The Justice Department has declined to prosecute Attorney General William Barr and Commerce Secretary Wilbur Ross for allegedly stonewalling congressional probes into the Trump administration's efforts to place a citizenship question on the 2020 census, the agency said Wednesday.
The House last week voted mostly along party lines, 230-198, to hold Barr and Ross in criminal contempt of Congress for defying congressional subpoenas, in a largely symbolic effort. House Democrats were seeking information about Trump's efforts to add the controversial question.
Trump asserted executive privilege and told Barr and Ross not to release certain documents in response to the subpoenas from the House Oversight and Reform Committee.
President Trump, joined by Commerce Secretary Wilbur Ross, left, and Attorney General William Barr, speaks during an event about the census in the Rose Garden this month. (AP Photo/Carolyn Kaster)
"The Department of Justice's longstanding position is that we will not prosecute an official for contempt of Congress for declining to provide information subject to a presidential assertion of executive privilege," Deputy Attorney General Jeffrey Rosen said in a Wednesday letter to House Speaker Nancy Pelosi.
Democrats have accused the Trump administration of lying about the origin of the citizenship question. Critics of the question have suggested it was intended to discourage immigrant participation in the census, affecting the population figures that determine legislative representation.
Neither Pelosi nor House Oversight and Reform Committee chairman Rep. Elijah Cummings, D-Md., immediately responded to Fox News for comment Wednesday.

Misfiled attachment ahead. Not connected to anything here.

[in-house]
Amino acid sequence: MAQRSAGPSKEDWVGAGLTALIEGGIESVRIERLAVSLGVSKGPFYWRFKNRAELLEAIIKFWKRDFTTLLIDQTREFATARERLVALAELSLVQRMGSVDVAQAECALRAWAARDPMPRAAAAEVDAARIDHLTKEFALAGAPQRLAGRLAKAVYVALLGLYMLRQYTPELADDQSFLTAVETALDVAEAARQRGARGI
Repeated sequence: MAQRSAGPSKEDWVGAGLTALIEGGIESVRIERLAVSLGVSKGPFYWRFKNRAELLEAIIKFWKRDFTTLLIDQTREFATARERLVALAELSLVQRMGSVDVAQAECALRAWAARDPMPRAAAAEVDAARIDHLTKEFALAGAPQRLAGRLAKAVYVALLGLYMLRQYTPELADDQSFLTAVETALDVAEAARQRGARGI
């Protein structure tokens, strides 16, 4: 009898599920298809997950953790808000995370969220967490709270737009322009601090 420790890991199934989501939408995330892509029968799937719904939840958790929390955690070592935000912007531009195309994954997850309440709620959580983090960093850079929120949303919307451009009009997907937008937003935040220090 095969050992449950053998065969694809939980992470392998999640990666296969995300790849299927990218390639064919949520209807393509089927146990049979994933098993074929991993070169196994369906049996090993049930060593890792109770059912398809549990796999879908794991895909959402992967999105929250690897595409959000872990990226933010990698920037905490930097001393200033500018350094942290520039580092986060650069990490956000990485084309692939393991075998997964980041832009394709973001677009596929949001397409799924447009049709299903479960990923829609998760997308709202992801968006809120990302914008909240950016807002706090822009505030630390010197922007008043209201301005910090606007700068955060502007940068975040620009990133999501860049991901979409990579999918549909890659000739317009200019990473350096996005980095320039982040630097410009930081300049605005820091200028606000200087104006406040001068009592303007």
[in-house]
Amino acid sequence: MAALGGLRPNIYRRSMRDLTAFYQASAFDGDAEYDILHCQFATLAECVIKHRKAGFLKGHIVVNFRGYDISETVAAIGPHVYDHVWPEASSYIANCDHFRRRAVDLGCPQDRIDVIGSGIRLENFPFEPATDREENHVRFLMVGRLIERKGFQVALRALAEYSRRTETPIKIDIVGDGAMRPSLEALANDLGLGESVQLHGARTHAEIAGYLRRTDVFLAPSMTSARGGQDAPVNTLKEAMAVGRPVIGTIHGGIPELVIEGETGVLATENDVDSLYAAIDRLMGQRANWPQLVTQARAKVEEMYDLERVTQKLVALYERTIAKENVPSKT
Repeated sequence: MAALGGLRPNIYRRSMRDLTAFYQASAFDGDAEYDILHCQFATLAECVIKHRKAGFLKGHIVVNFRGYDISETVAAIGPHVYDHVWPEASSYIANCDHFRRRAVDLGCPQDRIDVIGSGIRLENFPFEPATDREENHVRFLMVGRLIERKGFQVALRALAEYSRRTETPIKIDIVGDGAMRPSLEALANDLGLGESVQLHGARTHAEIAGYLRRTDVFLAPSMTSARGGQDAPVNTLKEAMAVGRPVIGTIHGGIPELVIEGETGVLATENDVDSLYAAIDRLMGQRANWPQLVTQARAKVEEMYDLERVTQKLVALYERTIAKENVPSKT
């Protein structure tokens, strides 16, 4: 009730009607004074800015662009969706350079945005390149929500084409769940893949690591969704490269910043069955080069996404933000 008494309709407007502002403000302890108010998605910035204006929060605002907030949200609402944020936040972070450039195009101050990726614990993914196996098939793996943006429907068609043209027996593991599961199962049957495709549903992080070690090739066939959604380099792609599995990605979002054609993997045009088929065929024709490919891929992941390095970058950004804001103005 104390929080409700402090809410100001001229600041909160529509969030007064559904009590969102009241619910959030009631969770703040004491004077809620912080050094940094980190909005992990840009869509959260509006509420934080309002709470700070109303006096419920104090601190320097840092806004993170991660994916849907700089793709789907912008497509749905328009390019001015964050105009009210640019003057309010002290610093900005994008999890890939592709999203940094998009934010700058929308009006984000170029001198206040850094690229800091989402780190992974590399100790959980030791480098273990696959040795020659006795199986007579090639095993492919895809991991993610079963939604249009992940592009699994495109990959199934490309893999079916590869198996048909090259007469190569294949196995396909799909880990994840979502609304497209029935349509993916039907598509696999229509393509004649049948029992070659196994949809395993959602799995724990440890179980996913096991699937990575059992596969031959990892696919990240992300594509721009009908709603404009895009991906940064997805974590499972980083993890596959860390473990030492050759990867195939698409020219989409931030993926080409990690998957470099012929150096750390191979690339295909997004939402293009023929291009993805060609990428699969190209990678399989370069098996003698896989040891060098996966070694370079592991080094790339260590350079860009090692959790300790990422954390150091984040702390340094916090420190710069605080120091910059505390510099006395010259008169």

Rosen said the DOJ has taken the same position across several administrations. He cited a 2008 case in which the agency declined to prosecute Joshua Bolten and Harriet Miers, two high-ranking Bush administration officials who refused to testify before a panel investigating the firing of several U.S. attorneys.
Bush directed Bolten, then the White House chief of staff, and Miers, White House counsel, not to release certain documents or to provide certain testimony related to a congressional subpoena.
The department took a similar position in 2012 when former President Barack Obama directed Attorney General Eric Holder to withhold certain documents related to the government gun-running project, dubbed Operation Fast and Furious.
In accordance with the policy, the department determined the responses by Barr and Ross to the subpoenas "did not constitute a crime," Rosen said.
The Supreme Court last month blocked the Commerce Department from adding the citizenship question.
Trump said earlier this month he would issue an executive order to get an accurate count of non-citizens and citizens in the U.S.